Even among larger companies, new product development and market research is based on creativity and personal insights from managers who are close enough to the product development cycle to get a good feeling for what will resonate with customers. As such, much of that knowledge is informal, undocumented, and exists largely inside the heads of a handful of people.

Starting a foresight strategy
Engaging in a foresight strategy may involve hundreds of thousands of dollars in specialized software, data warehousing equipment, and analysts. On the other hand, small companies and startups have been able to gain foresight with little more than a spreadsheet and publicly available data.

“It’s very accessible to small and midsize companies,” said Weber, who says that for smaller firms, publicly available information, often collected by government agencies and made available to the general public, provides a wealth of data. “You can download data and start to understand where are the pockets of opportunity and pockets of growth.” While Weber uses sophisticated modeling in his own practice, simple analysis can still be used by beginners to identify where the future is, and how to prioritize investments.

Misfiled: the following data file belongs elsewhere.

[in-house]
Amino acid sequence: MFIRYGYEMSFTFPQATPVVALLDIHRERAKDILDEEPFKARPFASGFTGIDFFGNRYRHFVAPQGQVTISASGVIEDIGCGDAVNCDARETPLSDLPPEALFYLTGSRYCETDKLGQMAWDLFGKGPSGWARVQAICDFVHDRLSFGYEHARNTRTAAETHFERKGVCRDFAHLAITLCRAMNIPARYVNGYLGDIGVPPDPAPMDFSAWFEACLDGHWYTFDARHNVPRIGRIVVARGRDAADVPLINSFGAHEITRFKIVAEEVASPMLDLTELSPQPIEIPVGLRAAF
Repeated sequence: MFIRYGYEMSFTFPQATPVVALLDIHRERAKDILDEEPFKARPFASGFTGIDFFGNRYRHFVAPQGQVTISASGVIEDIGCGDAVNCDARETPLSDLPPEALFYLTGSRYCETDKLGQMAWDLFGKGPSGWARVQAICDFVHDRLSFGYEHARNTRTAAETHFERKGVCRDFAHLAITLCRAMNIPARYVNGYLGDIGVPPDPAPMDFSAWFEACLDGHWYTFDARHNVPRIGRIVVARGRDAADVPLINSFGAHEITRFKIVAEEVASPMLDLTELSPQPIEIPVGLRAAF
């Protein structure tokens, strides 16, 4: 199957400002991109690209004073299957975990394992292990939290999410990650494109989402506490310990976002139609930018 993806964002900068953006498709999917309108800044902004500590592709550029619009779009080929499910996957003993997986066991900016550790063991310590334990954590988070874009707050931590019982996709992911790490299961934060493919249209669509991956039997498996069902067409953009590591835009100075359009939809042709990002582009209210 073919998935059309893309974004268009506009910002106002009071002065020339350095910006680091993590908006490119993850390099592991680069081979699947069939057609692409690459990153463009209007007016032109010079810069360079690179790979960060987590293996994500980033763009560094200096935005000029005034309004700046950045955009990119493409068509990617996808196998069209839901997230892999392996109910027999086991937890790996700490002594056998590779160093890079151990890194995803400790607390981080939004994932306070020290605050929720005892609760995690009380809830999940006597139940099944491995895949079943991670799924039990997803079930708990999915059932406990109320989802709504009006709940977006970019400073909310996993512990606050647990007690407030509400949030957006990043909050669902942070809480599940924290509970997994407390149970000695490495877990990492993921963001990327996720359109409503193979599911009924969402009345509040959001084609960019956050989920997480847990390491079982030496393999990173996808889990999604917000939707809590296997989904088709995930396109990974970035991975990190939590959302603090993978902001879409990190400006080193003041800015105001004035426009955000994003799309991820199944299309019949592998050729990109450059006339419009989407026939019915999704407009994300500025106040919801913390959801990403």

Weber cites an example of a client that used foresight analytics to successfully launch a new product into an emerging area. The existing product line had seen a strong lifecycle, but was starting to slow down. Rather than adding more line extensions to the product, the company wanted to launch something new, and did so into a growing market that had not yet peaked. “They were able to hit that at the right time, and were very successful with their product, and met an emerging consumer need. It was a need that all of us were aware of, but one that was set to peak in the next couple years. They capitalized on that.”

Ask questions first, shoot later
A common, but perhaps less useful approach to big data is “shoot first, ask questions later,” or simply going out and gathering as much customer data as possible, and then once the data has been amassed, attempt to find something useful in it. “Before you start talking about big data, talk about what questions you want to answer,” advises Weber. “Start with the business question, then work back into the analytical question, then think about the analytics, then go get the data.”